Another important sign to watch out for is unexplained weight gain. Just as humans will gain weight if they aren’t getting enough exercise, so will your cat. Sure, they likely aren’t concerned with “how they look” each morning – but obesity is a growing problem in the United States and can introduce serious health consequences!
What Happens if You Don’t Exercise Your Cat?
There are some serious consequences that your cat could face if they aren’t getting enough physical activity in their daily routine. Exercise is an essential part of a healthy lifestyle. Here are a few possible health problems that your cat may face over time if they aren’t encouraged to be active enough:
One common complication that is associated with obesity in our cats is the development of feline diabetes. This occurs when your cat’s body is no longer able to produce or use insulin effectively to maintain a healthy blood sugar level. While it can be maintained, diabetes also increases your cat’s risk of other health complications, including hypoglycemia (low blood sugar), hyperglycemia (high blood sugar), renal disease, neuropathy, and cataracts.
Urinary Tract Diseases
Overweight cats are at higher risk of developing urinary tract diseases like urinary tract infections and bladder stones. While these conditions have a good prognosis when addressed appropriately, they can be incredibly uncomfortable throughout the treatment process.
Arthritis and Other Joint-Related Problems
Carrying around extra weight can put unnecessary stress on your cat’s joints. This is further complicated by the fact that an inactive cat isn’t building and maintaining the muscles around the joints that work to support and facilitate movement. The result is often the development or worsening of joint-related issues like arthritis and hip dysplasia.
Fatty Liver Disease
Your cat’s body will become used to receiving a certain amount of food daily. When that food is cut back, their body will start to use the fat stores for energy. This is an essential part of the weight loss process, but it can also put them at risk of developing fatty liver disease. As the amount of fat your cat’s body processes increases, the liver cannot keep up. The fat is then stored in and around the liver, negatively impacting liver function.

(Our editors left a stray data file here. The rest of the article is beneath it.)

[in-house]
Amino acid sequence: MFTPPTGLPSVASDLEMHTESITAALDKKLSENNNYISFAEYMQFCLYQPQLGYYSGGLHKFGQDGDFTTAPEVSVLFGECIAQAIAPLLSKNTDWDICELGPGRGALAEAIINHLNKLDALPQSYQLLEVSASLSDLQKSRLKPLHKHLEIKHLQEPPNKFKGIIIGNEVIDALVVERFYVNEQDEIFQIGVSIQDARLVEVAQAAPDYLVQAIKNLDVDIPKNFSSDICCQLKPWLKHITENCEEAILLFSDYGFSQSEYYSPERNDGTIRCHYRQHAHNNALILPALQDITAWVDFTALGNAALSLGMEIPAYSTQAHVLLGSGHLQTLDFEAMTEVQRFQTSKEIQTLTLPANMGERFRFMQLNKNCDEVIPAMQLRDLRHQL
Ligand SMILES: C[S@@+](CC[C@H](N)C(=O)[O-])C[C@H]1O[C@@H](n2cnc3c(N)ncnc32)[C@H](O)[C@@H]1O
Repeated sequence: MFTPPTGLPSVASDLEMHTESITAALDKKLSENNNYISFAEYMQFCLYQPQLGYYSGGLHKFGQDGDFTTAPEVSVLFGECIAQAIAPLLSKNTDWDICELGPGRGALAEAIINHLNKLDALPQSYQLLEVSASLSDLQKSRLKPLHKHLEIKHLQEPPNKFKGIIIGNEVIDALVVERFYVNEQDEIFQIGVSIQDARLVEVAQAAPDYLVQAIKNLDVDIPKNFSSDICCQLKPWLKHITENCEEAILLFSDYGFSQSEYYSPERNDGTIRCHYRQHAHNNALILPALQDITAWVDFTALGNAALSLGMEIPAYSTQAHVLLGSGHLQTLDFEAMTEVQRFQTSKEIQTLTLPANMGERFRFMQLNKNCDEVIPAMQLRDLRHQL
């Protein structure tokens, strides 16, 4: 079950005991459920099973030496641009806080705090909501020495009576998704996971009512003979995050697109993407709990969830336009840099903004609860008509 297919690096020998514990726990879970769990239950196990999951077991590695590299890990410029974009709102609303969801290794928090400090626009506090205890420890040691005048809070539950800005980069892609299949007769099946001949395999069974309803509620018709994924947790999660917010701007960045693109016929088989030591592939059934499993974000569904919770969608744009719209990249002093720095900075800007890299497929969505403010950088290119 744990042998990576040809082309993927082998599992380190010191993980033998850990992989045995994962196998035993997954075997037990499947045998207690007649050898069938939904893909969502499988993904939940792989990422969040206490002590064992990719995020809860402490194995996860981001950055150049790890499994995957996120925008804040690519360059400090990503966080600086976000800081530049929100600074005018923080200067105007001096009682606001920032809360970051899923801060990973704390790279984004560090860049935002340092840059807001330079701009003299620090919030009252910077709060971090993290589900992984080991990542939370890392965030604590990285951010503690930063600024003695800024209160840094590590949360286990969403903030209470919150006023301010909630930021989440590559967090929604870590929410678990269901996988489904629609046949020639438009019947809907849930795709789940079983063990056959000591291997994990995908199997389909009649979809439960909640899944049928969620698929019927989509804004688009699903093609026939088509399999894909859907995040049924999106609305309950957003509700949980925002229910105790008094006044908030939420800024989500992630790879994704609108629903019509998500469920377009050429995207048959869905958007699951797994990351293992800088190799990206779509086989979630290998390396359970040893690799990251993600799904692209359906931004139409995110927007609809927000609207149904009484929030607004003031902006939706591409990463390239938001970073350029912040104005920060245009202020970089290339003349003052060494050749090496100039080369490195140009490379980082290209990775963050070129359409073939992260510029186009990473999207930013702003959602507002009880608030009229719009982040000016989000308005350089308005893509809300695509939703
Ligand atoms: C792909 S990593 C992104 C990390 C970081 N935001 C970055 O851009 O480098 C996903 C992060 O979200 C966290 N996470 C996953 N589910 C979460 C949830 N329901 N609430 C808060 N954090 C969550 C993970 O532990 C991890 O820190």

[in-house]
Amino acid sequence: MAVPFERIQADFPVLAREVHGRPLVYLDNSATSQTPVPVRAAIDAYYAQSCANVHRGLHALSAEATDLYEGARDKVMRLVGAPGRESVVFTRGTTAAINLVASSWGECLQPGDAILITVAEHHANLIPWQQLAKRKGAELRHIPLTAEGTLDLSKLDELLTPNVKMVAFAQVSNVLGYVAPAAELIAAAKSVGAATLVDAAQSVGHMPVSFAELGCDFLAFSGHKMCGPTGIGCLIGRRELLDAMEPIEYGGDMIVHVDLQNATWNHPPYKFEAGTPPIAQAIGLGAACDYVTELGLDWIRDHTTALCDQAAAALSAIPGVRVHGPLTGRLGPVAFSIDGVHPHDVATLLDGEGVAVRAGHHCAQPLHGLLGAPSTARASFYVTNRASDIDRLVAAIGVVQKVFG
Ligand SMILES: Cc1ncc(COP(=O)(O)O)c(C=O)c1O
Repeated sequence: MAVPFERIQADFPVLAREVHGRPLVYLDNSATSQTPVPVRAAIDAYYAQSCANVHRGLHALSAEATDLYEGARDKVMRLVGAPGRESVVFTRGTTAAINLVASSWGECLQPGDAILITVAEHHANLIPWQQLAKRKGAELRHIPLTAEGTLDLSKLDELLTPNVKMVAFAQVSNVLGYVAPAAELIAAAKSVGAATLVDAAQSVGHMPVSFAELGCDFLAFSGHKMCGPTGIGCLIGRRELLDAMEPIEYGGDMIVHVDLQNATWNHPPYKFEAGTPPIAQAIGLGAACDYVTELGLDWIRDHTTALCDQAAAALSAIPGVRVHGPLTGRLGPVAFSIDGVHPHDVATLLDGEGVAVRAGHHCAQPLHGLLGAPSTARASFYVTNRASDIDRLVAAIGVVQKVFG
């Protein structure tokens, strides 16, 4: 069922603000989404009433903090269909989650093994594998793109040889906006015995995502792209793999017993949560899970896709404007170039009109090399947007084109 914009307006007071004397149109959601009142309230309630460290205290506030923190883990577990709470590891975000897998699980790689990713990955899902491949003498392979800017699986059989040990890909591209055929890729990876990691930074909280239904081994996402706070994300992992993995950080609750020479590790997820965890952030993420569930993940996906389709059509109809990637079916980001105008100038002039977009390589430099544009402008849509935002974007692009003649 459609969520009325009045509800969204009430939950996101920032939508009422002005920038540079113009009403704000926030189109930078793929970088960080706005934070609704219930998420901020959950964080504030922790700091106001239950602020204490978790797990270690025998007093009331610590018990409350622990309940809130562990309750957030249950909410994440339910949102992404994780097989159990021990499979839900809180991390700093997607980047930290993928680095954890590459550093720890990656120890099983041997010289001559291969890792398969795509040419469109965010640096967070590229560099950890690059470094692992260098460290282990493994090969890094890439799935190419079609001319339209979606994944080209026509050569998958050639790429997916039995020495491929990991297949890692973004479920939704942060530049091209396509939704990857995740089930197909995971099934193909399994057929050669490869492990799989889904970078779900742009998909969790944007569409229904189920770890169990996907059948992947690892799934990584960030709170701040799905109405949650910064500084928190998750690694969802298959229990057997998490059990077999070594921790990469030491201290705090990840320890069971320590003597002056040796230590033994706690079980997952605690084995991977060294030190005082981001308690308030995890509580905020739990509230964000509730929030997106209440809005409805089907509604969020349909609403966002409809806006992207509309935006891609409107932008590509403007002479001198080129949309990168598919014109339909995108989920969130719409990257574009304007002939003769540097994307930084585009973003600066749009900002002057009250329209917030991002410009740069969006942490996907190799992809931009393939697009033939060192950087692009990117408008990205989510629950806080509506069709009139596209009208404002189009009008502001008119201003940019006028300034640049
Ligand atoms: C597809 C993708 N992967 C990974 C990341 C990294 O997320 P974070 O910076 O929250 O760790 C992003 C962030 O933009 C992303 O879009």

Can You Over-Exercise a Cat?
Yes, it is possible to over-exercise a cat. This usually occurs when you are trying to increase the activity levels of a previously inactive cat but moving too quickly or if you are exercising in warm temperatures. Both exhaustion and overheating can lead to severe health problems, so learning to recognize the signs is essential.
The warning signs of overheating and exhaustion in cats include:
- Panting or labored breathing
- Excess drooling
- Pale or overly red Gums
- Rapid heart rate
- Trembling, shaking, or shivering
- Confusion or disorientation
- Weakness or collapse
The healthy body temperature of a cat is approximately 100.5 to 102.5 degrees Fahrenheit. If your cat’s body temperature exceeds that, it is another clear sign that they are overheating, and you need to act quickly.
If you notice any of these signs of exhaustion or overheating, contact your veterinarian. In cases where the over-exertion has been caught early, you may be advised to keep an eye on your cat while they rest or give tips for helping them feel better at home. However, in the most severe cases, this can be fatal. It’s better to be safe than sorry and trust the guidance of a professional.
5 Ways to Help Your Cat Get More Exercise
Make Playtime a Bonding Opportunity
Taking time out of your day each day to play with your cat is an amazing way to encourage them to be active while also building upon your relationship. The key to success is finding what style of play you and your cat each enjoy. In our house, this usually involves using a wand toy like the Go-Cat Da Bee Cat Wand Toy. This toy can be used to run our cats through the house from room to room, over their cat shelving, and more.